Dodgers: Could this grand plan solve LA’s offseason free agency issues?

Thomas Carannante
SAN FRANCISCO, CALIFORNIA - OCTOBER 09: (L-R) Justin Turner #10, Cody Bellinger #35, Trea Turner #6, and Corey Seager #5 of the Los Angeles Dodgers celebrate after beating the San Francisco Giants in Game 2 of the National League Division Series at Oracle Park on October 09, 2021 in San Francisco, California. (Photo by Harry How/Getty Images)
SAN FRANCISCO, CALIFORNIA - OCTOBER 09: (L-R) Justin Turner #10, Cody Bellinger #35, Trea Turner #6, and Corey Seager #5 of the Los Angeles Dodgers celebrate after beating the San Francisco Giants in Game 2 of the National League Division Series at Oracle Park on October 09, 2021 in San Francisco, California. (Photo by Harry How/Getty Images) /
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Many, many questions need to be answered before the Los Angeles Dodgers consider this, but perhaps everything works out and the team doesn’t end up dealing with a seismic shift due to an unthinkable departure in free agency.

The biggest one? Depends who you ask. But some might say Corey Seager, given how many more promising years he has ahead of him. Max Scherzer, Clayton Kershaw, Kenley Jansen and Chris Taylor are undoubtedly essential, but we really don’t know how long any of them have left when it comes to being atop their game.

Seager has at least three prime years left at the age of 27 (he’ll be 28 in late April) and his bat projects to be around for the long haul. His glove? Not quite. But apparently the Dodgers are already on top of that.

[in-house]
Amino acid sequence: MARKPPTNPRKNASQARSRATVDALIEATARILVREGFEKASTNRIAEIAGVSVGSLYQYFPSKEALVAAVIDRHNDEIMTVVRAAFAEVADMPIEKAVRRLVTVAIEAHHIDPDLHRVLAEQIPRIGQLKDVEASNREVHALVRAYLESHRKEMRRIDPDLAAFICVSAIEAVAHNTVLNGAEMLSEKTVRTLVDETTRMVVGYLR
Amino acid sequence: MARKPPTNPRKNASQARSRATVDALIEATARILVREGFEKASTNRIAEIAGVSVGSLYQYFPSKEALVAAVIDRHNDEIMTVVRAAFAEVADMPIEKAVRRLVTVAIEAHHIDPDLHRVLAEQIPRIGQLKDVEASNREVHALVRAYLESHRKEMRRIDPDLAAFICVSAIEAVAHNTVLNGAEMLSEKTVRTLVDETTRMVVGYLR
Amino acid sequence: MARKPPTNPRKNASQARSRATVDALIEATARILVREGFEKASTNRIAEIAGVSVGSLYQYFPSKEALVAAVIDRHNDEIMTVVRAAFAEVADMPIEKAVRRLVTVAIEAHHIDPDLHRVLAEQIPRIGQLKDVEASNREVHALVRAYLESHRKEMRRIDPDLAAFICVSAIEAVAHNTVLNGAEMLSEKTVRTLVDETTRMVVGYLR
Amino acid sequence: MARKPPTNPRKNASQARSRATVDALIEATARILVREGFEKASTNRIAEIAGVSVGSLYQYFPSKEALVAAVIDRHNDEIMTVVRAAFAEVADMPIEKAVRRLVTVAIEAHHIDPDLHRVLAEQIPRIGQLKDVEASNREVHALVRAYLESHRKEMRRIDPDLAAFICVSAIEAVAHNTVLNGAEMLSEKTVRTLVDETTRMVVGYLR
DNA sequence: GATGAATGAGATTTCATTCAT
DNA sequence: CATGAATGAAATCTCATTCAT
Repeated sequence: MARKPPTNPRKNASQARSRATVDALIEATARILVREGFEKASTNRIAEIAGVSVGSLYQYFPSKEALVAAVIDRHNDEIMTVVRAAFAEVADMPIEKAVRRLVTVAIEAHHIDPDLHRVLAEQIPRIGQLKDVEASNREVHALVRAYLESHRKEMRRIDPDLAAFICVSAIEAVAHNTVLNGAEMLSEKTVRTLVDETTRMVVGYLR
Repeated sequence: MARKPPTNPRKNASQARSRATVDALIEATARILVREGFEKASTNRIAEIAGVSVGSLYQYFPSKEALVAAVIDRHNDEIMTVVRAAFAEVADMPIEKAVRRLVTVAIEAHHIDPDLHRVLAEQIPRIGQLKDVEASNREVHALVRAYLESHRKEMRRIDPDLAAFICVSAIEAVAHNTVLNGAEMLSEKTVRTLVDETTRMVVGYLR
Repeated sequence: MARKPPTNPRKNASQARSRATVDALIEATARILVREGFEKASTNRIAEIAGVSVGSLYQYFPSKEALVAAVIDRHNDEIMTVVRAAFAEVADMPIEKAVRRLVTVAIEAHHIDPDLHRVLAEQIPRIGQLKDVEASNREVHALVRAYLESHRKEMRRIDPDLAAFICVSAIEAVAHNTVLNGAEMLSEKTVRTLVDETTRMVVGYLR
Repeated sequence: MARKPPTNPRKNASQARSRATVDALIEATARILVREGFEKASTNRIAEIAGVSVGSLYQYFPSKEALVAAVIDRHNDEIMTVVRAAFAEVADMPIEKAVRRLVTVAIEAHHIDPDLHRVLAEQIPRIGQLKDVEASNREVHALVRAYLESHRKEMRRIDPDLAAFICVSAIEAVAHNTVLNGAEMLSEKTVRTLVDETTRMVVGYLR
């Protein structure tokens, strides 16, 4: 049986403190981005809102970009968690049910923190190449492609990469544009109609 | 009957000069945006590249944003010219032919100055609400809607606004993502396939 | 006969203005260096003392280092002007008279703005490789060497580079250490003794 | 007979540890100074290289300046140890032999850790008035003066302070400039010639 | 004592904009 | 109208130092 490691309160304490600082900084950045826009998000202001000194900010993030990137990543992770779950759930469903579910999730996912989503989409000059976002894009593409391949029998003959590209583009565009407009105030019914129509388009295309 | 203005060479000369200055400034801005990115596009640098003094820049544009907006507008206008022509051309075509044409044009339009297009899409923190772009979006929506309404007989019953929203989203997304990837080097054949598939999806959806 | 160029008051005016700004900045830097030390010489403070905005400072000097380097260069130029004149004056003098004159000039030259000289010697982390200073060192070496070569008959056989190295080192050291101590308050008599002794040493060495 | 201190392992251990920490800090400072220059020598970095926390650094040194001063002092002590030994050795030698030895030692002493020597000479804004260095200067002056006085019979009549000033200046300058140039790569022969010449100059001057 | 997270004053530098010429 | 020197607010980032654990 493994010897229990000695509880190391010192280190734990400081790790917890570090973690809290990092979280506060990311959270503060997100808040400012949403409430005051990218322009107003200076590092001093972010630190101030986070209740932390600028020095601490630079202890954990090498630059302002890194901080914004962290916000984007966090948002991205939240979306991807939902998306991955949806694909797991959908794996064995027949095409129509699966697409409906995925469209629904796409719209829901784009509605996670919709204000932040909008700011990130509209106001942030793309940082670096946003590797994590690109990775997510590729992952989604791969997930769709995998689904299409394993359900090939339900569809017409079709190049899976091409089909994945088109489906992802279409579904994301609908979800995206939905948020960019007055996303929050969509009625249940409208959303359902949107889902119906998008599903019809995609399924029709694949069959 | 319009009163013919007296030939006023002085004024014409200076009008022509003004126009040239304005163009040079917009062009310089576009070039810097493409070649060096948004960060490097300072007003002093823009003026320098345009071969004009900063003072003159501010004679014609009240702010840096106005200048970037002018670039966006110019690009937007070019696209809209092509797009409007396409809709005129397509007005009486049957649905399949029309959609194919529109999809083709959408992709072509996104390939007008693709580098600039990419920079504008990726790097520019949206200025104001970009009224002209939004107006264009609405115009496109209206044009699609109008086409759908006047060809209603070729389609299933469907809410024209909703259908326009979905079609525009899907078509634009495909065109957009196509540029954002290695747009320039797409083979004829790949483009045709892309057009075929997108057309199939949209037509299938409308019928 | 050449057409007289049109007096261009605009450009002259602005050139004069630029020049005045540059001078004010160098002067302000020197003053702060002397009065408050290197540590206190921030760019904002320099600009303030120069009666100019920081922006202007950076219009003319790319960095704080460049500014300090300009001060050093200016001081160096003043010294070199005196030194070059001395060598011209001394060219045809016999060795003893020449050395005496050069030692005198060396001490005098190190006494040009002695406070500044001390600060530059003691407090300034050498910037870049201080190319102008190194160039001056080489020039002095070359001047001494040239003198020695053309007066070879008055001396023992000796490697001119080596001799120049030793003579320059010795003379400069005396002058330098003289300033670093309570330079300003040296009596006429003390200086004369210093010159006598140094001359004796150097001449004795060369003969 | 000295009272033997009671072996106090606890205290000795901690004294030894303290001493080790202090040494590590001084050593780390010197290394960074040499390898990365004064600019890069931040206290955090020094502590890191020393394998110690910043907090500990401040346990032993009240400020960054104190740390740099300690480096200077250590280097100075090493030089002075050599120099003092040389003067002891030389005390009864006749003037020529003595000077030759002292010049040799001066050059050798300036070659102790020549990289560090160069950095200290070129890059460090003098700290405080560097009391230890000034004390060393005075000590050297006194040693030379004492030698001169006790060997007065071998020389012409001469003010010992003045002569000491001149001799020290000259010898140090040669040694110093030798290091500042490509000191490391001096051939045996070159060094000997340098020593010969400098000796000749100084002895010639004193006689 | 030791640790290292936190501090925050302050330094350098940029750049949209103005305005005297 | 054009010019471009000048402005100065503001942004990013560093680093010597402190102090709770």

According to Jorge Castillo of the Los Angeles Times (subscription required), “a move to third base appears imminent” for Seager. These two sides already talked about an extension, too, so maybe they’re closer to a common ground than we imagined.

Could the Dodgers benefit from re-signing Corey Seager and moving him to third base?

Castillo also noted that a position switch won’t stop agent Scott Boras from seeking a $300 million deal for his client. OK. But does Boras know Seager’s inability to stay on the field plays a role here? How about his largely bad postseason track record outside of the 2020 fan-less run? There are a lot of factors that can and should drive down Seager’s asking price.

So let’s say the Dodgers aren’t wildly out-bid by a team like the New York Yankees. After all, Seager said after LA was eliminated from the NLCS that he wanted to come back. Maybe the two sides come to an agreement and the new CBA puts a designated hitter in both leagues.

Would this grand plan continue to maximize the Dodgers’ championship window?

  • Re-sign Corey Seager, put him at third base
  • Move Trea Turner back to shortstop
  • Move Justin Turner to DH to preserve his health
  • Talk extension with Turner. If not, Gavin Lux takes over at shortstop in 2023
  • Figure out life after 2022 potentially without both Turners, spend big in free agency

This would solve the immediate concerns for 2022 on the offensive end. Then it would give the Dodgers a clearer picture for what might need to be addressed ahead of 2023. At that point, they’ll have others to worry about, too, like Cody Bellinger and Walker Buehler — both of whom will be nearing the end of their arbitration years — as well as Max Muncy, who has a team option before hitting the open market.

It really depends which player LA really wants for the long haul. Seager or Trea Turner? Either way, if they sign Seager to a monster deal, they have money coming off the books after 2022 and will have just $52 million in guaranteed contracts for 2023 (though that number balloons to $182 million with rising projected arbitration costs.

Either way, you get the picture. There are ways for the Dodgers to keep this window wide open for 2022 and be able to pivot in 2023 should they sign Seager and put themselves in a bit of a financial bind. But what would such “bind” even look like for the Dodgers if $260 million didn’t feel like much this past season?

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